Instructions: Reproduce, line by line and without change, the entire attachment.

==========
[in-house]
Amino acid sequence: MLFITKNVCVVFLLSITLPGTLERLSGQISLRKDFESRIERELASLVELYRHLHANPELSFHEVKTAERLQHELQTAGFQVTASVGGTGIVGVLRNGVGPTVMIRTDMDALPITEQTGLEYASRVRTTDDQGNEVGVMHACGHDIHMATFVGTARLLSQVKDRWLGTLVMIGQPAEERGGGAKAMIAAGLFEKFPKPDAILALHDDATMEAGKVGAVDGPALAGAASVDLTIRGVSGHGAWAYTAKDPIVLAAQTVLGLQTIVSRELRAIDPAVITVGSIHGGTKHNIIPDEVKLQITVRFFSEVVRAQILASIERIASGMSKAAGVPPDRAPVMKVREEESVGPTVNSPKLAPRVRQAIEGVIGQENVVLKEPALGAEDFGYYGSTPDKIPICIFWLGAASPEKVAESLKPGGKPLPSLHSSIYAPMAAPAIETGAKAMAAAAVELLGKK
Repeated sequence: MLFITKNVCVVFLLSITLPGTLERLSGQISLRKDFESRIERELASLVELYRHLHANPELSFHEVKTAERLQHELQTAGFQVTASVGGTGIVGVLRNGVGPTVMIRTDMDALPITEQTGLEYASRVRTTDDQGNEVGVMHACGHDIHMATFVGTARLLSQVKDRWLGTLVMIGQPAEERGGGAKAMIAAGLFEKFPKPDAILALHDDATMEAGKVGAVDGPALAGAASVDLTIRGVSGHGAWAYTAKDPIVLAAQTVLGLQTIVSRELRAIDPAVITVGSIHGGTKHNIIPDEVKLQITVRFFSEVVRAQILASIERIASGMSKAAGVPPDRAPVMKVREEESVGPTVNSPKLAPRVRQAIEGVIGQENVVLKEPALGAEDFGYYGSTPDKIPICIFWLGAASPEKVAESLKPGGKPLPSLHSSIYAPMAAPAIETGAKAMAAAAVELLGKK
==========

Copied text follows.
[in-house]
Amino acid sequence: MLFITKNVCVVFLLSITLPGTLERLSGQISLRKDFESRIERELASLVELYRHLHANPELSFHEVKTAERLQHELQTAGFQVTASVGGTGIVGVLRNGVGPTVMIRTDMDALPITEQTGLEYASRVRTTDDQGNEVGVMHACGHDIHMATFVGTARLLSQVKDRWLGTLVMIGQPAEERGGGAKAMIAAGLFEKFPKPDAILALHDDATMEAGKVGAVDGPALAGAASVDLTIRGVSGHGAWAYTAKDPIVLAAQTVLGLQTIVSRELRAIDPAVITVGSIHGGTKHNIIPDEVKLQITVRFFSEVVRAQILASIERIASGMSKAAGVPPDRAPVMKVREEESVGPTVNSPKLAPRVRQAIEGVIGQENVVLKEPALGAEDFGYYGSTPDKIPICIFWLGAASPEKVAESLKPGGKPLPSLHSSIYAPMAAPAIETGAKAMAAAAVELLGKK
Repeated sequence: MLFITKNVCVVFLLSITLPGTLERLSGQISLRKDFESRIERELASLVELYRHLHANPELSFHEVKTAERLQHELQTAGFQVTASVGGTGIVGVLRNGVGPTVMIRTDMDALPITEQTGLEYASRVRTTDDQGNEVGVMHACGHDIHMATFVGTARLLSQVKDRWLGTLVMIGQPAEERGGGAKAMIAAGLFEKFPKPDAILALHDDATMEAGKVGAVDGPALAGAASVDLTIRGVSGHGAWAYTAKDPIVLAAQTVLGLQTIVSRELRAIDPAVITVGSIHGGTKHNIIPDEVKLQITVRFFSEVVRAQILASIERIASGMSKAAGVPPDRAPVMKVREEESVGPTVNSPKLAPRVRQAIEGVIGQENVVLKEPALGAEDFGYYGSTPDKIPICIFWLGAASPEKVAESLKPGGKPLPSLHSSIYAPMAAPAIETGAKAMAAAAVELLGKK